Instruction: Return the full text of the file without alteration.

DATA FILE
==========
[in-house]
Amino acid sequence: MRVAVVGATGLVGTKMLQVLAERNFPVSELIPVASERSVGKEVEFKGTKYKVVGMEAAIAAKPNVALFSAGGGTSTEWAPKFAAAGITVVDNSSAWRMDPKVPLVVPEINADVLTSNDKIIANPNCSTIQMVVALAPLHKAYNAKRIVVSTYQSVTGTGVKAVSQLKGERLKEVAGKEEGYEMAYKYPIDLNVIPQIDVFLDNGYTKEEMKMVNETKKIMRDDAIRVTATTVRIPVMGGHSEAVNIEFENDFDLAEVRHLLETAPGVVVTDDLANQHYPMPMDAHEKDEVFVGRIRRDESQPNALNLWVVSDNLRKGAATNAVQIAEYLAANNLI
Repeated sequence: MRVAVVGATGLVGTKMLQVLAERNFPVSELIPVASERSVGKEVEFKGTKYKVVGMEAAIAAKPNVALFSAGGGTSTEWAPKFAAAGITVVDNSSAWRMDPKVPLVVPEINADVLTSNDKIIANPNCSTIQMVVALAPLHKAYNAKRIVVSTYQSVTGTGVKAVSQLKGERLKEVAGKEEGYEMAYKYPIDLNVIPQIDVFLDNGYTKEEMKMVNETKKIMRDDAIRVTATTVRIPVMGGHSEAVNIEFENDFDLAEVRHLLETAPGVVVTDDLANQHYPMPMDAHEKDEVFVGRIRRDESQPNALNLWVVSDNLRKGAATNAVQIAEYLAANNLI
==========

[in-house]
Amino acid sequence: MRVAVVGATGLVGTKMLQVLAERNFPVSELIPVASERSVGKEVEFKGTKYKVVGMEAAIAAKPNVALFSAGGGTSTEWAPKFAAAGITVVDNSSAWRMDPKVPLVVPEINADVLTSNDKIIANPNCSTIQMVVALAPLHKAYNAKRIVVSTYQSVTGTGVKAVSQLKGERLKEVAGKEEGYEMAYKYPIDLNVIPQIDVFLDNGYTKEEMKMVNETKKIMRDDAIRVTATTVRIPVMGGHSEAVNIEFENDFDLAEVRHLLETAPGVVVTDDLANQHYPMPMDAHEKDEVFVGRIRRDESQPNALNLWVVSDNLRKGAATNAVQIAEYLAANNLI
Repeated sequence: MRVAVVGATGLVGTKMLQVLAERNFPVSELIPVASERSVGKEVEFKGTKYKVVGMEAAIAAKPNVALFSAGGGTSTEWAPKFAAAGITVVDNSSAWRMDPKVPLVVPEINADVLTSNDKIIANPNCSTIQMVVALAPLHKAYNAKRIVVSTYQSVTGTGVKAVSQLKGERLKEVAGKEEGYEMAYKYPIDLNVIPQIDVFLDNGYTKEEMKMVNETKKIMRDDAIRVTATTVRIPVMGGHSEAVNIEFENDFDLAEVRHLLETAPGVVVTDDLANQHYPMPMDAHEKDEVFVGRIRRDESQPNALNLWVVSDNLRKGAATNAVQIAEYLAANNLI